Articles | Volume 16, issue 4
Research article
03 Apr 2012
Research article |  | 03 Apr 2012

A channel transmission losses model for different dryland rivers

A. C. Costa, A. Bronstert, and J. C. de Araújo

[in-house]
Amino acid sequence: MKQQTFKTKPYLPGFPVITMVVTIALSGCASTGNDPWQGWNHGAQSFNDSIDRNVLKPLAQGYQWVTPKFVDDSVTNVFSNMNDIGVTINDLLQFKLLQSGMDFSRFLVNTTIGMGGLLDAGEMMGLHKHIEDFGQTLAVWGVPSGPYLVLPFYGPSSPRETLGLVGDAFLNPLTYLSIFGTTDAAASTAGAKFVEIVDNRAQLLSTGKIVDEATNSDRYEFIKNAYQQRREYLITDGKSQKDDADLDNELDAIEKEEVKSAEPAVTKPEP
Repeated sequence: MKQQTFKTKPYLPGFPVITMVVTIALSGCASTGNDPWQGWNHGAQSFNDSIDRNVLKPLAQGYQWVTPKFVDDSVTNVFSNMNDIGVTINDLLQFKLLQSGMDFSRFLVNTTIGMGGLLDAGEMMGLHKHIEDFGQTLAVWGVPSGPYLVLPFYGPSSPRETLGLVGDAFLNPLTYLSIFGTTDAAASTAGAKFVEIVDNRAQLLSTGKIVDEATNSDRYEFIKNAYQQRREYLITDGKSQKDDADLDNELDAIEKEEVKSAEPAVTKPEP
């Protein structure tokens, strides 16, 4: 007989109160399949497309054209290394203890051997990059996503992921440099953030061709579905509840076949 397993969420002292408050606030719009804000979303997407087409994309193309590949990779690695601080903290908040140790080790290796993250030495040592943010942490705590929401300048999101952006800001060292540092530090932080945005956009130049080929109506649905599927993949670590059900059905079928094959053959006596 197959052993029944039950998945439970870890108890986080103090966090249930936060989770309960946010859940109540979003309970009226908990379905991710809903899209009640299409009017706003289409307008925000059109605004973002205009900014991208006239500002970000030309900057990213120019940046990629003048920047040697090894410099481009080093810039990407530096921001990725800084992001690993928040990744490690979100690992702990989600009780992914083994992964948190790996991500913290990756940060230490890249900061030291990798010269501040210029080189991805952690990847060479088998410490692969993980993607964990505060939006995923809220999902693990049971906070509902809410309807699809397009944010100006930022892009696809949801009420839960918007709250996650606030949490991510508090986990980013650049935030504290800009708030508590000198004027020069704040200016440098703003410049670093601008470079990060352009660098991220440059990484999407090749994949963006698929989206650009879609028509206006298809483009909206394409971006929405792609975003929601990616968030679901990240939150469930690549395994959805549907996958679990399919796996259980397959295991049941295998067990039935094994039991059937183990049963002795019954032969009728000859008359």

Abstract. Channel transmission losses in drylands take place normally in extensive alluvial channels or streambeds underlain by fractured rocks. They can play an important role in streamflow rates, groundwater recharge, freshwater supply and channel-associated ecosystems. We aim to develop a process-oriented, semi-distributed channel transmission losses model, using process formulations which are suitable for data-scarce dryland environments and applicable to both hydraulically disconnected losing streams and hydraulically connected losing(/gaining) streams. This approach should be able to cover a large variation in climate and hydro-geologic controls, which are typically found in dryland regions of the Earth. Our model was first evaluated for a losing/gaining, hydraulically connected 30 km reach of the Middle Jaguaribe River (MJR), Ceará, Brazil, which drains a catchment area of 20 000 km2. Secondly, we applied it to a small losing, hydraulically disconnected 1.5 km channel reach in the Walnut Gulch Experimental Watershed (WGEW), Arizona, USA. The model was able to predict reliably the streamflow volume and peak for both case studies without using any parameter calibration procedure. We have shown that the evaluation of the hypotheses on the dominant hydrological processes was fundamental for reducing structural model uncertainties and improving the streamflow prediction. For instance, in the case of the large river reach (MJR), it was shown that both lateral stream-aquifer water fluxes and groundwater flow in the underlying alluvium parallel to the river course are necessary to predict streamflow volume and channel transmission losses, the former process being more relevant than the latter. Regarding model uncertainty, it was shown that the approaches, which were applied for the unsaturated zone processes (highly nonlinear with elaborate numerical solutions), are much more sensitive to parameter variability than those approaches which were used for the saturated zone (mathematically simple water budgeting in aquifer columns, including backwater effects). In case of the MJR-application, we have seen that structural uncertainties due to the limited knowledge of the subsurface saturated system interactions (i.e. groundwater coupling with channel water; possible groundwater flow parallel to the river) were more relevant than those related to the subsurface parameter variability. In case of the WEGW application we have seen that the non-linearity involved in the unsaturated flow processes in disconnected dryland river systems (controlled by the unsaturated zone) generally contain far more model uncertainties than do connected systems controlled by the saturated flow. Therefore, the degree of aridity of a dryland river may be an indicator of potential model uncertainty and subsequent attainable predictability of the system.